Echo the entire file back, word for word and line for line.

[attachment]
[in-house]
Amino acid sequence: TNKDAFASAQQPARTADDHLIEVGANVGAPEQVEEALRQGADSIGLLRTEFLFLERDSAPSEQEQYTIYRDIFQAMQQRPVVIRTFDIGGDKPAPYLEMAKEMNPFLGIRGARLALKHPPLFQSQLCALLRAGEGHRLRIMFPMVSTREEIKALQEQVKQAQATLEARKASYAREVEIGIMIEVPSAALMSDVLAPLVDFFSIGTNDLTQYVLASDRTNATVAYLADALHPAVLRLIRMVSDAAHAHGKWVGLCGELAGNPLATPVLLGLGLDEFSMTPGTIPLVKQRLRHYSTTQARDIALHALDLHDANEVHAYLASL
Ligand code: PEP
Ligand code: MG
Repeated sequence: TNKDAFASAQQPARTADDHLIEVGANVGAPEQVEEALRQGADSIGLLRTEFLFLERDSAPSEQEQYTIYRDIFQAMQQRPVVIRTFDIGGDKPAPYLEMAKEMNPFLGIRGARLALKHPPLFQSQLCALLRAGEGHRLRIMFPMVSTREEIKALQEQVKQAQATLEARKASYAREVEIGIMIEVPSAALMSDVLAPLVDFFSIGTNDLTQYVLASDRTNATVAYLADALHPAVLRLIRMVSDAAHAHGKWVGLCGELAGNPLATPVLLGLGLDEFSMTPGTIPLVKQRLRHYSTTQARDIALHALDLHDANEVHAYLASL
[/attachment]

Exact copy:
[in-house]
Amino acid sequence: TNKDAFASAQQPARTADDHLIEVGANVGAPEQVEEALRQGADSIGLLRTEFLFLERDSAPSEQEQYTIYRDIFQAMQQRPVVIRTFDIGGDKPAPYLEMAKEMNPFLGIRGARLALKHPPLFQSQLCALLRAGEGHRLRIMFPMVSTREEIKALQEQVKQAQATLEARKASYAREVEIGIMIEVPSAALMSDVLAPLVDFFSIGTNDLTQYVLASDRTNATVAYLADALHPAVLRLIRMVSDAAHAHGKWVGLCGELAGNPLATPVLLGLGLDEFSMTPGTIPLVKQRLRHYSTTQARDIALHALDLHDANEVHAYLASL
Ligand code: PEP
Ligand code: MG
Repeated sequence: TNKDAFASAQQPARTADDHLIEVGANVGAPEQVEEALRQGADSIGLLRTEFLFLERDSAPSEQEQYTIYRDIFQAMQQRPVVIRTFDIGGDKPAPYLEMAKEMNPFLGIRGARLALKHPPLFQSQLCALLRAGEGHRLRIMFPMVSTREEIKALQEQVKQAQATLEARKASYAREVEIGIMIEVPSAALMSDVLAPLVDFFSIGTNDLTQYVLASDRTNATVAYLADALHPAVLRLIRMVSDAAHAHGKWVGLCGELAGNPLATPVLLGLGLDEFSMTPGTIPLVKQRLRHYSTTQARDIALHALDLHDANEVHAYLASL